But at it’s heart this song isn’t just for women. This song is for everyone.

At the heart of the human experience is the desire to be known.

“…no one knows me know one ever will, if I just keep quiet, take that dry blue pill…”

If you are human…if you do not feel that you can speak your truth, you are on a downward spiral of what is akin to a primal death: NOT BEING KNOWN.

It is your responsibility to MAKE YOURSELF KNOWN. No one can know you if you are quiet. This song has finally honed in on the worst thing that will happen if you speak your truth: you will scare a few people away, they will feel that you’re a monster. Would that be so bad? These are the same people who are doing you a favor by exiting your life: stage left. It doesn’t matter if these people are “family”; you cannot afford to be your authentic self with people who do not honor your truth: for that is too high a price to pay for silence.

What is the best thing that comes from speaking your truth? YOU WILL BE KNOWN. This is life-giving, aversion of a death-sentence.

If you are being oppressed in any way – you are not the one who should experience shame. The shame lies upon the actions of the oppressors.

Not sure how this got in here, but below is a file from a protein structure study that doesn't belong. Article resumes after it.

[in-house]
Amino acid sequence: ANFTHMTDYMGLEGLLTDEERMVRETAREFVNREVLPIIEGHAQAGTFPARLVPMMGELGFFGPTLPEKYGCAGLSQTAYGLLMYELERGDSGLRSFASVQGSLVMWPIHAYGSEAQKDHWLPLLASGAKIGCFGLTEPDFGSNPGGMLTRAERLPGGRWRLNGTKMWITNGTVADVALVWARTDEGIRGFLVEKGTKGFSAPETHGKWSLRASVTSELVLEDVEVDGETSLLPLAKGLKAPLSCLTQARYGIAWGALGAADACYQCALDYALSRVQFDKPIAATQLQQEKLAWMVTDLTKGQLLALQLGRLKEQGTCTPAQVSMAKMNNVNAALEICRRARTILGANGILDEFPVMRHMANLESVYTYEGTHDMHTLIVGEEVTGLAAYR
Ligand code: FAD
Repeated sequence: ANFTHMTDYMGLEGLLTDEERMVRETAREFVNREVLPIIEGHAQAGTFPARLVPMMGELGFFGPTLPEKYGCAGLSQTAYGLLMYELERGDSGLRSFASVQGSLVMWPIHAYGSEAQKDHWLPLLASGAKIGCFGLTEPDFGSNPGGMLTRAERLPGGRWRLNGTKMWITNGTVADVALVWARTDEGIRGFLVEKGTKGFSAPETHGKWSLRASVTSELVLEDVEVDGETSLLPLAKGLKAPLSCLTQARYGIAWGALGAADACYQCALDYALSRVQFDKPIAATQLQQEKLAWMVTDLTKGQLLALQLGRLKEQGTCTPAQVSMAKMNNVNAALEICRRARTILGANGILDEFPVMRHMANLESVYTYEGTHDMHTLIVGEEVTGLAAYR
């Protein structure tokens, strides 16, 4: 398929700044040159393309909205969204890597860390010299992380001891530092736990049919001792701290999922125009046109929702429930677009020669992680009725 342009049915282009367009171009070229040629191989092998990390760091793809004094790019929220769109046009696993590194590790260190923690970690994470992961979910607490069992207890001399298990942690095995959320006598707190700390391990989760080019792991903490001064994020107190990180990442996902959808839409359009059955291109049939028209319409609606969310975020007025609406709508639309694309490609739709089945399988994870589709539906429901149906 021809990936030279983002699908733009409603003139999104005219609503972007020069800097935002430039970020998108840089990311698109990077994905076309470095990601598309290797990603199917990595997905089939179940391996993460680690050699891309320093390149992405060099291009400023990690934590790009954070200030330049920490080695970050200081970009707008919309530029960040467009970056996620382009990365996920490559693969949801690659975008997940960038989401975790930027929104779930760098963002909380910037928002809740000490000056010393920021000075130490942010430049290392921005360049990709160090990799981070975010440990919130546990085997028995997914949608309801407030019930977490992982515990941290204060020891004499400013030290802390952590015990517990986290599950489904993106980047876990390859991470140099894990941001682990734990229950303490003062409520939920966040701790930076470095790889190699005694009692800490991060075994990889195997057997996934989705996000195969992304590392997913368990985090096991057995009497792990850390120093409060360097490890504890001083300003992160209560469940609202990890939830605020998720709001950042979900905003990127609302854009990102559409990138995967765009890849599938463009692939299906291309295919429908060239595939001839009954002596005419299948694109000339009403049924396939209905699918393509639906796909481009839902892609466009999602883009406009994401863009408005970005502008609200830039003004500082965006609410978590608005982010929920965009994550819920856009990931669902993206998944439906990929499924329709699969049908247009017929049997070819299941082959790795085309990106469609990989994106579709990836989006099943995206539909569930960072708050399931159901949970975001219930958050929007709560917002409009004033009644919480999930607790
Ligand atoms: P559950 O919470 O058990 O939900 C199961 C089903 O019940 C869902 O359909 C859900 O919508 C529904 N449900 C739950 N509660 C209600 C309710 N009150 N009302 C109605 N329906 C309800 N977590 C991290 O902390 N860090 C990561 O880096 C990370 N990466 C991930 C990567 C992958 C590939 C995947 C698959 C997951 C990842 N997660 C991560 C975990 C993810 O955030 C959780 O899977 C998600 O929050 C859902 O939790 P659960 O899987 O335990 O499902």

This song hit home for me in ways I hadn’t realized that I’d needed: to be heard, healed. I have been told to keep quiet. I have been told to lie still. I have been made into a monster for telling the truth. I have felt forced to cut off familial connections because of abuse and been told that I am the one who’s the monster for having taken these measures of sanity and self-preservation. Somehow I ended up bearing the emotional labor for not just myself, but my quietness was supposed to keep those who’d hurt me from getting THEIR feelings hurt. It’s exhausting.

In the official video, which I will post along with lyrics below, Milck is restrained and sitting in a glass tank that is being filled with water. This image represents what we go through as the waters of our life experiences rise. Eventually we become engulfed and it is impossible to breathe. As the inundation of experiences swirl around her and she begins to suffocate in ernest, she does the most counter intuitive thing: she opens her mouth. In the video it is shouting that shatters the glass walls of Milck’s enclosure. Not being quiet opens your mouth and it lets the water in, but it is also what breaks the metaphorical tank holding the water that is drowning you. It’s what takes the experience that is compressing you and it forces it outwards, back onto the source – in the video, her executioner.